Be honest with your family members about the toys you want your kids to play with. We’ve done this over the years, and it can be done in a respectful, gracious way. Our family members usually ask what our children want for Christmas or birthdays so we give them general ideas that we know we can have peace about. For example, we’ll mention, please don’t give them anything that requires batteries or has small pieces (we don’t want the choking hazard of small parts and we know they will easily be lost). We’ll also mention that we love wooden and cloth toys if they can find them, and we’ll mention what they already have a lot of (like baby dolls) so they don’t get any more. We love that they want to buy gifts for our girls, but it can be done in a way that gives us peace of mind and reflects what we want for them.
If you have already bought something for Christmas or a birthday that you realize you don’t really want to give to your child, return it and get something else. Don’t feel locked in to any decision you’ve made for your kids so far.
*Be present. There is simplicity in knowing that what your kids really want is not another singing gadget or talking stuffed dog, but what they want is your time and your heart. This is the hardest work of all, but the very best and most rewarding. Getting rid of clutter, noise and too many toys means you are actually able to give yourself. Less time is being used to store, clean, find, put away and fix toys and more time can be spent reading, talking, taking walks, rubbing their backs or cooking together. At the end of the day, isn’t that what we want too?
The thing we want most of all is connection and love and that’s often difficult with a home of a million toys and things screaming for our attention. It might help to make a limit of television and screen time. Or to have a “no media at the table” rule. It’s easy for me to do a few chores while my girls are eating breakfast and lunch, but I have begun to swap that habit for simply sitting with them while they eat and giving them my attention and presence. It’s the simple, small things that become most meaningful, most treasured.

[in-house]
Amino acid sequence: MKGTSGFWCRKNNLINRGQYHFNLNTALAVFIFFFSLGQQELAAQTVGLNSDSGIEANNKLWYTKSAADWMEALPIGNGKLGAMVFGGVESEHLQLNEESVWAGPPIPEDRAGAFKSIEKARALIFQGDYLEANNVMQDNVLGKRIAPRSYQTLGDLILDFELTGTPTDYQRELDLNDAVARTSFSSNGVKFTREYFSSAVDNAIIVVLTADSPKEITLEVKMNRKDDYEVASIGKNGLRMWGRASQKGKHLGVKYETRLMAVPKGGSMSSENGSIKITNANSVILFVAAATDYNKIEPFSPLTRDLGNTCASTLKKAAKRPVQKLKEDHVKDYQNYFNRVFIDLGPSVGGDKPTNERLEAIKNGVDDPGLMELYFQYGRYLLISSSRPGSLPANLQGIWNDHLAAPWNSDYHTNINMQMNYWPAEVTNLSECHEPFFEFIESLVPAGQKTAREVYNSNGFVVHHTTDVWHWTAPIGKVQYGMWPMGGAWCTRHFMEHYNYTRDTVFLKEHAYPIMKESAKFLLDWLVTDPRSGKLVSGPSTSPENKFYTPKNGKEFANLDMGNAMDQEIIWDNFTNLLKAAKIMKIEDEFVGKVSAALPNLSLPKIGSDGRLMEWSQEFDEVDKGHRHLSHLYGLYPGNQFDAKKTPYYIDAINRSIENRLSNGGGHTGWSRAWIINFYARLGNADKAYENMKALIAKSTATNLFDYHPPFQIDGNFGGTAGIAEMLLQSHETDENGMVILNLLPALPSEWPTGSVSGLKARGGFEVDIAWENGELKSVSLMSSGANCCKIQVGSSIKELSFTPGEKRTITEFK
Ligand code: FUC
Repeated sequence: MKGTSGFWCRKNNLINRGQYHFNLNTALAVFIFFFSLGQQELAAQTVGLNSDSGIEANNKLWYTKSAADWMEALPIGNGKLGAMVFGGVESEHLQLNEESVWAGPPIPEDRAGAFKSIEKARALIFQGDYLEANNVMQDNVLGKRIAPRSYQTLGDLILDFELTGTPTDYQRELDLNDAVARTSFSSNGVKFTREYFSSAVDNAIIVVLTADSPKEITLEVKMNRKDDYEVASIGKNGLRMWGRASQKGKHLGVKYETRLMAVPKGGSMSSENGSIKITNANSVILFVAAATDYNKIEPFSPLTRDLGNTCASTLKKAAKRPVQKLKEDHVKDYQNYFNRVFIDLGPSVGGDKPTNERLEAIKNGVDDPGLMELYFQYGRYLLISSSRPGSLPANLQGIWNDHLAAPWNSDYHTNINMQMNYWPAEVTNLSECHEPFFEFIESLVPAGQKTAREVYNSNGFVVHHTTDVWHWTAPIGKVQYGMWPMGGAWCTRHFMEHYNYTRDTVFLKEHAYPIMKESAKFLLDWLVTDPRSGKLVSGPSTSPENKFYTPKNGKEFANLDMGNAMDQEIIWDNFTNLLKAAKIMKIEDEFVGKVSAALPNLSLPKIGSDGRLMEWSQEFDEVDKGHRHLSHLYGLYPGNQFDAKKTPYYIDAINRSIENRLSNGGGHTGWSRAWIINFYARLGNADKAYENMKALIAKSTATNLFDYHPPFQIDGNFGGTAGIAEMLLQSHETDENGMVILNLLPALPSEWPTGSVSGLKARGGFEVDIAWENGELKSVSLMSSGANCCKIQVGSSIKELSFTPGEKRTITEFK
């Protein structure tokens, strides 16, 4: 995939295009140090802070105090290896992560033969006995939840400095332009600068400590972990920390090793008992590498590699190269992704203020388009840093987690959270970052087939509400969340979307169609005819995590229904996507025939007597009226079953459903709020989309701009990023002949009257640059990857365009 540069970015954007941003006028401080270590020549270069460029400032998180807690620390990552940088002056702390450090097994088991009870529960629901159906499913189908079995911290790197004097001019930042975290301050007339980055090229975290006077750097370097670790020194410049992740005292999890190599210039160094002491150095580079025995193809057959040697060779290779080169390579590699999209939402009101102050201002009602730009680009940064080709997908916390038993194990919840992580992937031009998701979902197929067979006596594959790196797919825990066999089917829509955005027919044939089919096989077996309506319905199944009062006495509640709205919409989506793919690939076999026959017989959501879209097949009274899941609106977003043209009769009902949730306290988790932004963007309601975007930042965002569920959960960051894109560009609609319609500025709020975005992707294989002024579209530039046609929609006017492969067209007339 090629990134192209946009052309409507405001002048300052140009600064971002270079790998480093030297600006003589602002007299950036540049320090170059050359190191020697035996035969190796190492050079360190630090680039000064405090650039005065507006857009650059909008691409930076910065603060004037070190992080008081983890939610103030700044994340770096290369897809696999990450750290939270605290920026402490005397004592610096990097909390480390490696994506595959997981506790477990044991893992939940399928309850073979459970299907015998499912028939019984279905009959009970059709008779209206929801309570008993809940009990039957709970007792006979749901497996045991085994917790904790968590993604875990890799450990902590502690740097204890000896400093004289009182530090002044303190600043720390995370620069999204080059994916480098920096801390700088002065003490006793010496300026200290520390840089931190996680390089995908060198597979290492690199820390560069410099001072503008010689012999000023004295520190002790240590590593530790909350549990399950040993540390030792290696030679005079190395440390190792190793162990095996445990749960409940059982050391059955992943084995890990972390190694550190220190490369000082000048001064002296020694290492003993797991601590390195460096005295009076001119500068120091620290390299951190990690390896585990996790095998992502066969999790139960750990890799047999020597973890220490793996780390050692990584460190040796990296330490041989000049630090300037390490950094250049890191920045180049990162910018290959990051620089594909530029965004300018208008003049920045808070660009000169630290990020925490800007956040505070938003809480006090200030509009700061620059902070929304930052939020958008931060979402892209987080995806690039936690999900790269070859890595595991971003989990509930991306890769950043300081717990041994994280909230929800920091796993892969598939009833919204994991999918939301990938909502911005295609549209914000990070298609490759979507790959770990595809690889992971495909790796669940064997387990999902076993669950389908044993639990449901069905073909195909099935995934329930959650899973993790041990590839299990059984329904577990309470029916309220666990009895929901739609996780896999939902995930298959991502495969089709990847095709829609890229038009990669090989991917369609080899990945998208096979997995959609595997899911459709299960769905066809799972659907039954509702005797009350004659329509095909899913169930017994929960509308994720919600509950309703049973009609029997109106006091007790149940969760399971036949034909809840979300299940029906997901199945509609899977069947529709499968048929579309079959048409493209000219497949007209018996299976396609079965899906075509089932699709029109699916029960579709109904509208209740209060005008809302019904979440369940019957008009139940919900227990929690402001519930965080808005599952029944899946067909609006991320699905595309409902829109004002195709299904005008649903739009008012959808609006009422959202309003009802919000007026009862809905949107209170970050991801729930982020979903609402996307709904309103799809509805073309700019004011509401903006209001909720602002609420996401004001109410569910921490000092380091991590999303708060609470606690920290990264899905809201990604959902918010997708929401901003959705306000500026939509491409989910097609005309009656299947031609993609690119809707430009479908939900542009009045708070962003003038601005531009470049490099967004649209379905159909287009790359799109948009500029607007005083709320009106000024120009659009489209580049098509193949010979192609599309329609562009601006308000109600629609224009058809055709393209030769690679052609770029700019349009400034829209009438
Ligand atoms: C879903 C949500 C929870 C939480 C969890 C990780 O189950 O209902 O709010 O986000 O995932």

*Be unconventional. This year for our girl’s Christmas, my husband and I decided to simply fill their stockings and not get them any additional toys. We know they will get many fun things from grandparents, aunts and uncles so we want to uphold our own values by saying no to “too much.”
Sometimes, in order to create simplicity in this consumerist culture, we need to accept being unconventional. Maybe you want to forgo that white elephant exchange or not give in to the pressure to buy the newest hottest toy on the market. Be OK with that. I’ve noticed children are happy with the simplest of treasures. Like a small pouch of colorful rocks, or a bird feather found outside. For my oldest (almost 5) it is sparkly glitter pens because she adores drawing and coloring. We all know young children love to play with the tissue, bows and cardboard boxes their presents come in, so why not give that to them? Give them a large cardboard box, some markers, stickers and tissue paper and watch how they will be enthralled at creating their own rocket ship or train to play in!
When our children are grown, what they will remember most is rolling down green grass, hiking in the woods with friends and the books they cherished when they were young. This is what we need to give them. A simple childhood, full of memories and imagination. A peaceful home, nature, a few simple toys and parents who are present with them- this is the making of the gift of simplicity.
Other great articles to inspire:
How will you give the gift of simplicity this year?